• Relay for those with a hearing impairment 18001 0800 138 1625
  • Report in BSL using InterpreterNow (username: stophate and password: stophate)

Stop Hate UK also provide confidential help people who have experienced or been victims of hate to access support. Nobody should suffer alone. Stop Hate UK have over 25 years of experience helping victims.

Stopping hate online

We know that lots of local groups are hosting community events on Zoom. There are things that organisers can do to ensure that the meeting is not interrupted by bad actors. Here are ten tips on how to make your calls as secure as possible:

10 Ways to Secure Your Zoom from Hate 

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10 Ways to Secure Your Zoom from Hate (written version)

  1. Use a unique ID for large or public Zoom calls: When you schedule a Zoom meeting, look for the Meeting ID options and choose ‘Generate Automatically.’ Doing so plugs one of the biggest gaps bad actors can exploit
  2. Require a meeting password: You can give the password out only to those who have replied and seem credible. To password-protect a meeting, start by scheduling a meeting and checking the box next to ‘require meeting password’.
  3. Create a waiting room: When participants log into the call, they see a Waiting Room screen
  4. Only the Hosts Should Share Their Screen: Make sure your settings indicate that the only people allowed to share their screens are hosts. You can enable this setting in advance as well as during a call.
  5. Create an Invite-Only Meeting: Only people who can join the call are those you invited, and they must sign in using the same email address you used to invite them
  6. Lock a Meeting Once it Starts: While the meeting is running, navigate to the bottom of the screen and click Manage Participants. The Participants panel will open. At the bottom, choose More > Lock Meeting
  7. Kick Someone Out or Put Them on Hold: During the call, go to the participants' pane on the right. Hover over the name of the person you want to boot out and when options appear, choose remove’
  8. Disable Someone’s Camera: If someone is being rude or inappropriate on video, the host can open the Participants panel and click on the video camera icon next to the person’s name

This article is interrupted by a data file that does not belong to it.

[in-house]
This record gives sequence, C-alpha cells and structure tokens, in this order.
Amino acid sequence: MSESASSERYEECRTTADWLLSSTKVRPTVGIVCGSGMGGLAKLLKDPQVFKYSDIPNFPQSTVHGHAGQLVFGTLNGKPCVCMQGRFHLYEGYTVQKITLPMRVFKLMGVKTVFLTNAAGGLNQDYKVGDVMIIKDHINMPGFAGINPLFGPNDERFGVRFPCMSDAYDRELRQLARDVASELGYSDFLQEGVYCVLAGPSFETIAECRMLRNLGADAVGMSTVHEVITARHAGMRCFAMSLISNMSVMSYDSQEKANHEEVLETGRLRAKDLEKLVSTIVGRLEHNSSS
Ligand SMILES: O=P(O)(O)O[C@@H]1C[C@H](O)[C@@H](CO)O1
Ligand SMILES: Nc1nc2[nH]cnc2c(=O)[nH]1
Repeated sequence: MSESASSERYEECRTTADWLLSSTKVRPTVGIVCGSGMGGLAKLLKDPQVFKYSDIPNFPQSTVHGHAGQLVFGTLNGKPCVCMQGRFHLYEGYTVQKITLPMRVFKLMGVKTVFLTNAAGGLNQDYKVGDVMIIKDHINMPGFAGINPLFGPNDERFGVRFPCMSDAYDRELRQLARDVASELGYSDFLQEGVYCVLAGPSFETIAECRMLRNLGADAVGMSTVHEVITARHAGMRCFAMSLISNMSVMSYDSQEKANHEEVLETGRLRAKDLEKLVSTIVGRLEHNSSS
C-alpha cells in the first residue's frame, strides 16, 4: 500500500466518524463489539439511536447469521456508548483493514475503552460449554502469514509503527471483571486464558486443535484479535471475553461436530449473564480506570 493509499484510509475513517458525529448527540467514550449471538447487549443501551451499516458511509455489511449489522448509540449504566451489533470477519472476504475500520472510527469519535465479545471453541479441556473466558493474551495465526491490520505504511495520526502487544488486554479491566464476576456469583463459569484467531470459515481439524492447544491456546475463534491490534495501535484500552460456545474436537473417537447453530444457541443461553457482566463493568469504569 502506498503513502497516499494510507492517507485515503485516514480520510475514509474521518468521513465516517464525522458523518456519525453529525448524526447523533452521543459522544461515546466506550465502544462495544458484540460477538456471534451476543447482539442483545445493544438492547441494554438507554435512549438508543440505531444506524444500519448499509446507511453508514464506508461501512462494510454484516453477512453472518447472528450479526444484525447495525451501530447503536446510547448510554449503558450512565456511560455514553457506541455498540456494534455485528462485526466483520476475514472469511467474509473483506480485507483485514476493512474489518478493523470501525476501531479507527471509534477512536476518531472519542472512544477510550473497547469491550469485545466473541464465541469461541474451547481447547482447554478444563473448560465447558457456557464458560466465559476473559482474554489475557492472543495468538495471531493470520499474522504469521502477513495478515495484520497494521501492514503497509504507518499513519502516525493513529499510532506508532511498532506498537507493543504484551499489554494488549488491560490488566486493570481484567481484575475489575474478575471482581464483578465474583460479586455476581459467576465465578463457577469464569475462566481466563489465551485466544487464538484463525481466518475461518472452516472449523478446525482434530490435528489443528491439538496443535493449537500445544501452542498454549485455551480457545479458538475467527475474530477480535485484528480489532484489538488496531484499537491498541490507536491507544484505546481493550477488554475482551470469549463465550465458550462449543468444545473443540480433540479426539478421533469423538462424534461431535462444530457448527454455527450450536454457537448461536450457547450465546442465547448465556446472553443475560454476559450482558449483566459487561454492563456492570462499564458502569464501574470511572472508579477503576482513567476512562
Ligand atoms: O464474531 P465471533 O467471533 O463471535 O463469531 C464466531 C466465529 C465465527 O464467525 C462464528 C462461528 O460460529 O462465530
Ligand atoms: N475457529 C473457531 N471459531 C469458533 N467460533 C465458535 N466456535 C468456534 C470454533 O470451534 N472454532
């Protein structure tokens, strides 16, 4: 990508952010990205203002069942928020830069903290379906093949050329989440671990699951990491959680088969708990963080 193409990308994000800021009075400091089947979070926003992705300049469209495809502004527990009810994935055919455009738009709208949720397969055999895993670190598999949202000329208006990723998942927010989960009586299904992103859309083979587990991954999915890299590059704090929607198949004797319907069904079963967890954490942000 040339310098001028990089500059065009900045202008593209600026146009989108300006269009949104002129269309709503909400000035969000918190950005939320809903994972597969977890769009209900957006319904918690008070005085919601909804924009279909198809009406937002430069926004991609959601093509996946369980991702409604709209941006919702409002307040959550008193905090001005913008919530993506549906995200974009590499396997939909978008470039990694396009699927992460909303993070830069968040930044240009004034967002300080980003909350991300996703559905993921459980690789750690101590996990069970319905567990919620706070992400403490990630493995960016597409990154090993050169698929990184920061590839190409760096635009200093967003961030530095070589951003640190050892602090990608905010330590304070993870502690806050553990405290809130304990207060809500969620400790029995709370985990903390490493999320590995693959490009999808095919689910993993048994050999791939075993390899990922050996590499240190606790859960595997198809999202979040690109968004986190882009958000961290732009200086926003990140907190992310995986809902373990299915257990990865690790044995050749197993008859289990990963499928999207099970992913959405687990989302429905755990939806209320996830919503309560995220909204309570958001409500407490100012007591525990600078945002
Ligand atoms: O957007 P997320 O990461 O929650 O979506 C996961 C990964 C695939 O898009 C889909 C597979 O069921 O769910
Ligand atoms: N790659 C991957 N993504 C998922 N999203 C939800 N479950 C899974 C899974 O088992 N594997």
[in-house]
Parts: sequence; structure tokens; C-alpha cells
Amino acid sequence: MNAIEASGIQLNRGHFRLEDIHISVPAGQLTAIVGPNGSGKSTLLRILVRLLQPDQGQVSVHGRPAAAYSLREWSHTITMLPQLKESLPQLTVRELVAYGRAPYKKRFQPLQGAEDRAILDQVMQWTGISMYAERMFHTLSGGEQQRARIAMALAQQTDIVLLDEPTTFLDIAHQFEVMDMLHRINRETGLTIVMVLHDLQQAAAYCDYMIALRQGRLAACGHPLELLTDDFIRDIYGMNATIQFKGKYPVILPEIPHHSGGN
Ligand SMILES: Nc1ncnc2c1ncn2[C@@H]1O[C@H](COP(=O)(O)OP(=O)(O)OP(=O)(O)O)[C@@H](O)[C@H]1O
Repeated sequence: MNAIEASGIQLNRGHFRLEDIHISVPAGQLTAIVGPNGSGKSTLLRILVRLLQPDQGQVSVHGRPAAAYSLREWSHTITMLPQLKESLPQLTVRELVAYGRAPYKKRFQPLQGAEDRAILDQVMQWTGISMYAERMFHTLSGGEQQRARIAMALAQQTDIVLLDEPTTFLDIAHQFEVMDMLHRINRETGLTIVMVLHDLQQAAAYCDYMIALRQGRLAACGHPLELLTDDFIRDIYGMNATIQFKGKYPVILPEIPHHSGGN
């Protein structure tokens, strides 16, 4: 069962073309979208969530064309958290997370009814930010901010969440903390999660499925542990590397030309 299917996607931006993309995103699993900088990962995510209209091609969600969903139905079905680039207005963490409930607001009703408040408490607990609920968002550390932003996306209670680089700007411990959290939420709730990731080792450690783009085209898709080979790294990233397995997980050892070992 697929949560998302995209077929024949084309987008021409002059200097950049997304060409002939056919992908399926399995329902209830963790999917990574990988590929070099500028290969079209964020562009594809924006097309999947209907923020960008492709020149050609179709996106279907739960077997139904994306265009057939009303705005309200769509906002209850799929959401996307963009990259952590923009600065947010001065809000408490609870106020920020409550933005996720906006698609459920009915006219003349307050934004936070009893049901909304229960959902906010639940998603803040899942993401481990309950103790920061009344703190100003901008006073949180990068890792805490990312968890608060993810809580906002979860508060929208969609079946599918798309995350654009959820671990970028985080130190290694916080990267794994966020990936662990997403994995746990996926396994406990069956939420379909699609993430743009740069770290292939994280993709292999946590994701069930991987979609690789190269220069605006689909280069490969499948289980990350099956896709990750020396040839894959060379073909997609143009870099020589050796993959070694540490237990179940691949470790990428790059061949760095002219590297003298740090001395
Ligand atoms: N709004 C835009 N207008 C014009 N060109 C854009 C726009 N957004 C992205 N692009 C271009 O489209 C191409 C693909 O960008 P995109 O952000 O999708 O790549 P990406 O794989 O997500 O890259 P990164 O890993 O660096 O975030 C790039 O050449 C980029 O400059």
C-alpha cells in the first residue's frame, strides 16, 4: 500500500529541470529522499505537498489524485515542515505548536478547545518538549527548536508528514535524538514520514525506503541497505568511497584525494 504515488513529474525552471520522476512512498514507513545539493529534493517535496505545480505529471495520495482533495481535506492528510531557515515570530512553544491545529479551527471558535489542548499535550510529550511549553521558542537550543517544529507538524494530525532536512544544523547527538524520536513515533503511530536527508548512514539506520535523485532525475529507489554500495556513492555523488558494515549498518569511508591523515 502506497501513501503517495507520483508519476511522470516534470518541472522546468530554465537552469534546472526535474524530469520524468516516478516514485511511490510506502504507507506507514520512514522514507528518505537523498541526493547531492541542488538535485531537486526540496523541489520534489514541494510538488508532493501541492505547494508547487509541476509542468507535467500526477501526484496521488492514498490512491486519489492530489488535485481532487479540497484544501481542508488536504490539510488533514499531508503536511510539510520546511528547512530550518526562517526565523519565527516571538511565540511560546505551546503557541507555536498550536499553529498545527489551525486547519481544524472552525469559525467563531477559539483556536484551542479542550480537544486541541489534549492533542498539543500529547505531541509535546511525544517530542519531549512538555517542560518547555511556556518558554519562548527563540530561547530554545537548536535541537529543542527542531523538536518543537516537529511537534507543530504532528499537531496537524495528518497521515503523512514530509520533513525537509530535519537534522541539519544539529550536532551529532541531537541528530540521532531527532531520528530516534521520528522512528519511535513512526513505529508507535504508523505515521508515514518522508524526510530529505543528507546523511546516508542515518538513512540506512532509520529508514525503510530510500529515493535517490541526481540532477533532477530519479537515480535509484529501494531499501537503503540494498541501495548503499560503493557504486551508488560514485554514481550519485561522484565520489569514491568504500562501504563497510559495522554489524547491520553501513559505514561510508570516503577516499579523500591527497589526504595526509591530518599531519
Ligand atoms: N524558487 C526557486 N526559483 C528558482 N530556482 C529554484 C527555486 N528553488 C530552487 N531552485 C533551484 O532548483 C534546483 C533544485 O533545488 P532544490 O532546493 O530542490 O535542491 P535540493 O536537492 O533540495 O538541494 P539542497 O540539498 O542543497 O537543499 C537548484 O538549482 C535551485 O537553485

9. Prevent Animated Gifs and Other Files in the Chat: In the chat area of a Zoom meeting, participants can share files, including images and animated GIFs – if you let them
  10. Disable Private Chat: Open Settings in the Zoom web app (it’s not in the desktop app). On the left side, go to Personal > Settings. Then click in Meeting (Basic). Scroll until you see Privacy chat. When the button is grey, it’s disabled.

Community Safety

Our community safety webpages provide more information on other community safety issues in Waltham Forest, and details of the services that are available to help combat these.

Community Support

There are several local and national organisations that support residents, ensuring they access the services they need to recover from hate incidences. You can contact Stop Hate UK for free on 0800 138 1625 for assistance in accessing community support.

Stop Hate UK

Stop Hate UK website

East London Out Project

56-60 Grove Road
Walthamstow E17 9BN
020 8509 3898

East London Out Project Website

Stay Safe East

Resource Centre (South)
90 Crownfield Road
Leytonstone E15 2BG
020 8519 7241

Stay Safe East Website

Tell MAMA

Migrant Support Centre
434 Forest Road
Walthamstow E17 4PY

Helpline 0800 456 1226
WhatsApp 0734 184 6086

Tell MAMA Website

Islamophobia Response Unit (IRU)

IRU online reporting form

Email: iru@mend.org.uk
Phone: 020 3904 6555

London Victim Support

Freephone: 0808 168 9291 (8am to 8pm Monday to Friday, 9am to 5pm on Saturday)

London Victim Support Website

Gypsy, Roma, Traveller

GRT report racism

Citizens Assembly Recommendations

Over the course of five days in February and March 2020, a representative 45-member panel considered how we can work together to ensure everyone feels equally welcome and safe in Waltham Forest through a Citizens Assembly. A Citizens Assembly is a way of bringing residents closer to the decisions we make so they have more of a say over them.

If you would like to learn more about the Citizens Assembly:

It is through the No Space for Hate programme that the Council is bringing the recommendations to life.